These are brief examples of Americans with Disabilities Act - recognising that people have rights - deaf children not necessarily well provided for in this Act. ASL is the language of instruction (English too). I don't know about BSL but are hearing children doing BSL courses in universities?

I wanted you to have a sense of what it is like in the USA. And a sense of language orientation.  Now some language planning happening in deaf education.  I often go to schools for deaf as an evaluator and can see what orientation these Deaf professionals have.

From my observation in the USA there are not enough clearly written policies regarding ASL. English is there. Through my training we now have materials (training) - we need to look at the real issues - the limited resources, the emphasis, people believe if you sign that is good enough - believe bilingual means - oh yes in English. But not a deep understanding of what it means to be bilingual.

In USA we have ASL literacy (often called this) - the phrase concerns me. Everyone has gone with this. When I ask what it means there seems to be confusion. Oracy planning has been in the field - it is in our curriculums. Literacy - no child left behind - much research into literacy - I propose signacy. I would like to propose signacy as a term. A more equivalent term with its own identity as a body of work in signed language.

Language planning typically - we have oracy planning. Linguistics - the phonology, structure of spoken languages. A problem typically that needs to be resolved - then we bring in planners - also for literacy - but do we have a plan for signacy? In schools? In the USA we do not. People say: the kids sign, that is good enough!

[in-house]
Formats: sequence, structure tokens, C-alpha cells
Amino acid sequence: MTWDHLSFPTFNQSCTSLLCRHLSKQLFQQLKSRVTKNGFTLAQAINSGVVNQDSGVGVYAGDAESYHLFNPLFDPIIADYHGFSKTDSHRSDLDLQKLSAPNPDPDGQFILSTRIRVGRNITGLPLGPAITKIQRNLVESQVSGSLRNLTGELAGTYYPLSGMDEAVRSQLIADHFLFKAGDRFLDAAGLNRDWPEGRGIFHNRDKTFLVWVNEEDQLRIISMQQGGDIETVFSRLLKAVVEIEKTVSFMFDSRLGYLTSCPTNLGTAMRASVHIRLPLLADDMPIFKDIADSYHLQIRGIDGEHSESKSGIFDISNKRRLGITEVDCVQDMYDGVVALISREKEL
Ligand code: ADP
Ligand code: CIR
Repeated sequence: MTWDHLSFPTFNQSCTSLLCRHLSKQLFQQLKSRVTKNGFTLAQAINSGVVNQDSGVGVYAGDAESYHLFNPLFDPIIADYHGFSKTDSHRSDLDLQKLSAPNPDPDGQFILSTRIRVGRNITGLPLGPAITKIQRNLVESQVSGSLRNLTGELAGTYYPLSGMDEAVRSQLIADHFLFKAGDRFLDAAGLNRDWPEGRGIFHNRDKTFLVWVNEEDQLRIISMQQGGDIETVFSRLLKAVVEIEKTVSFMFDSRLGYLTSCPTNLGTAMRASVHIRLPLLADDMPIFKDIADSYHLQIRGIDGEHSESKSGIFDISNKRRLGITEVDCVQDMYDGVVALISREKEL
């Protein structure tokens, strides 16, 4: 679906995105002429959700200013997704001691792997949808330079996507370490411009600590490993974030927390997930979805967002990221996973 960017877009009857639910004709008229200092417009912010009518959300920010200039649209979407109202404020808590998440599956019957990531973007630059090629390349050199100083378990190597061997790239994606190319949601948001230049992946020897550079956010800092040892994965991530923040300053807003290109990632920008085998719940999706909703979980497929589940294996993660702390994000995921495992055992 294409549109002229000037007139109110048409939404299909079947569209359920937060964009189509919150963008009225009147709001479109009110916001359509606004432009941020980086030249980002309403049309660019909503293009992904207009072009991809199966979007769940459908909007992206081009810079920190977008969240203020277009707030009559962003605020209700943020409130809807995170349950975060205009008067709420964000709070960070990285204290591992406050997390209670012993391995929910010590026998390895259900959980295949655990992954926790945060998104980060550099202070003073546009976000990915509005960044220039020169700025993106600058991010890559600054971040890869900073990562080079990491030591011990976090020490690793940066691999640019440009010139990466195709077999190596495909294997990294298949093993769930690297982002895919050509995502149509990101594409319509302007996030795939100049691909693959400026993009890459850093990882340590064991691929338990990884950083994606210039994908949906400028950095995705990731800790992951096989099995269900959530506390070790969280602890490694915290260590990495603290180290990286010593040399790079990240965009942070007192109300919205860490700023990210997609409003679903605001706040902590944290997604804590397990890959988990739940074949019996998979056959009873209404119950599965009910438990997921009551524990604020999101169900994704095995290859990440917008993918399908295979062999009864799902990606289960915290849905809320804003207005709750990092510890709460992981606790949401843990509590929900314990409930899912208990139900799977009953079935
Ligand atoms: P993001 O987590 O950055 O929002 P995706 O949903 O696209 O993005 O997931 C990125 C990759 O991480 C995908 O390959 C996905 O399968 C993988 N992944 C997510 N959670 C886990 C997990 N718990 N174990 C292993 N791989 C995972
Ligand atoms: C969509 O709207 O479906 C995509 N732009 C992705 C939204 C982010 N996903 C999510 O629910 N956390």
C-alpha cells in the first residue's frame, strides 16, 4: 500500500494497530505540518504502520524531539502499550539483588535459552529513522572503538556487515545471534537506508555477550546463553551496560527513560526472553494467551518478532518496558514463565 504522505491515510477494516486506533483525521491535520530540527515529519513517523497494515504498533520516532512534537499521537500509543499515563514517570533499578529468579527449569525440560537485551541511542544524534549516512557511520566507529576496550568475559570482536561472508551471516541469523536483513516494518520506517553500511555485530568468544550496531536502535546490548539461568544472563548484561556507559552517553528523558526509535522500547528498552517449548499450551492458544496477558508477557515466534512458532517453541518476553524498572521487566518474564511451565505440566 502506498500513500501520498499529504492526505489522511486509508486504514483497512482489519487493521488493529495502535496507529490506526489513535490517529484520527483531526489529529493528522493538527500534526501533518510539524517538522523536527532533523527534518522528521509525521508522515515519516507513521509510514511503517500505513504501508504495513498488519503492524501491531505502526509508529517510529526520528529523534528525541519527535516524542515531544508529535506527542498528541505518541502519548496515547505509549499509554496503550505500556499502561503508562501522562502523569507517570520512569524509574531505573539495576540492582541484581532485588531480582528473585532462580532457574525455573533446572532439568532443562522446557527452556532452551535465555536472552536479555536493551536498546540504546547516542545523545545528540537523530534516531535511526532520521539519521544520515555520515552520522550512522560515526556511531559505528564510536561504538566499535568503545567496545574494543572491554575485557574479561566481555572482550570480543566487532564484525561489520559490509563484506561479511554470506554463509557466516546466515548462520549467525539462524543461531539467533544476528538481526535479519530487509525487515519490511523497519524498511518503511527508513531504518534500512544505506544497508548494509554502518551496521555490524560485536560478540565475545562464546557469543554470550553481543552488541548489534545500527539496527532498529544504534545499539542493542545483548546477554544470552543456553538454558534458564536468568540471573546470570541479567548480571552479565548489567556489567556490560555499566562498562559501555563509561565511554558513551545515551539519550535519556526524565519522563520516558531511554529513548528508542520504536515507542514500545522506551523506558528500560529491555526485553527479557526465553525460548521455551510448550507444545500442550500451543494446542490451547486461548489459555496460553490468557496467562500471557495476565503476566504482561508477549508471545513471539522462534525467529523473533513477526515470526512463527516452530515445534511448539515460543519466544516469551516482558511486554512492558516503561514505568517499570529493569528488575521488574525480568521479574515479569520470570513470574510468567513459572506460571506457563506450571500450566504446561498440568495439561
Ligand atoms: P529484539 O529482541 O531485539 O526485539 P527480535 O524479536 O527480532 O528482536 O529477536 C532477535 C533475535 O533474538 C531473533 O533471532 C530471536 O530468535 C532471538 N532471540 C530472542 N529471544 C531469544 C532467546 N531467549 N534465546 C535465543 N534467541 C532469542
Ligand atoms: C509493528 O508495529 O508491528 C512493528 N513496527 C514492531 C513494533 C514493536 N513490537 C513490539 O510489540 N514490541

When we say the child signs well enough - how does the deaf child feel? There is a hidden message the child internalises. You may have seen deaf children talk of their signing as being less. Teachers of the Deaf talk about how these things happen even in spoken news, in publications - Marc is a publisher of his Journal - there are rules about the types of language used. We have the rule books for how we use written language.

We have instruction in written language - for each of the different genres. But what for signacy? Nothing. Or status? Nothing. A system with no power. We need the ability to teach teachers and administrators - administrators are shocked when going back to schools they have no policies.

I mentioned these. Do you know Colin Baker? From the UK?

New Speaker

New Speaker
Colin Baker has written a lot about oracy and literacy .

I want to propose signacy as a clear 3rd category - a distinct element. We talk about ASL phonology a sound system? We don't look at these things. We don't think of them as we put them into practice?

We have another linguist - Baron - he proposed this model. I would like to signed part expanded upon. From 1981.  I would like to see the signed part exploded out a bit. To see us add these new parts. If you add someone to sign something they can't typically. We have now the technology to make signed materials.

We can write something and we can see ourselves in that writing. You cannot cut off your hands and have them as a durable material. We can video tape ourselves and analyse our own signing. We don't focus on our first language. If we understand ourselves we can know others better.

Perhaps sign writing is a graphic expression. Some examples we currently have. I have been encouraging schools to use these - some have been resistant and said it was not appropriate within schools for the deaf - not natural. Video tapes all have the potential to be such a powerful tool for developing language proficiency, cognitive development.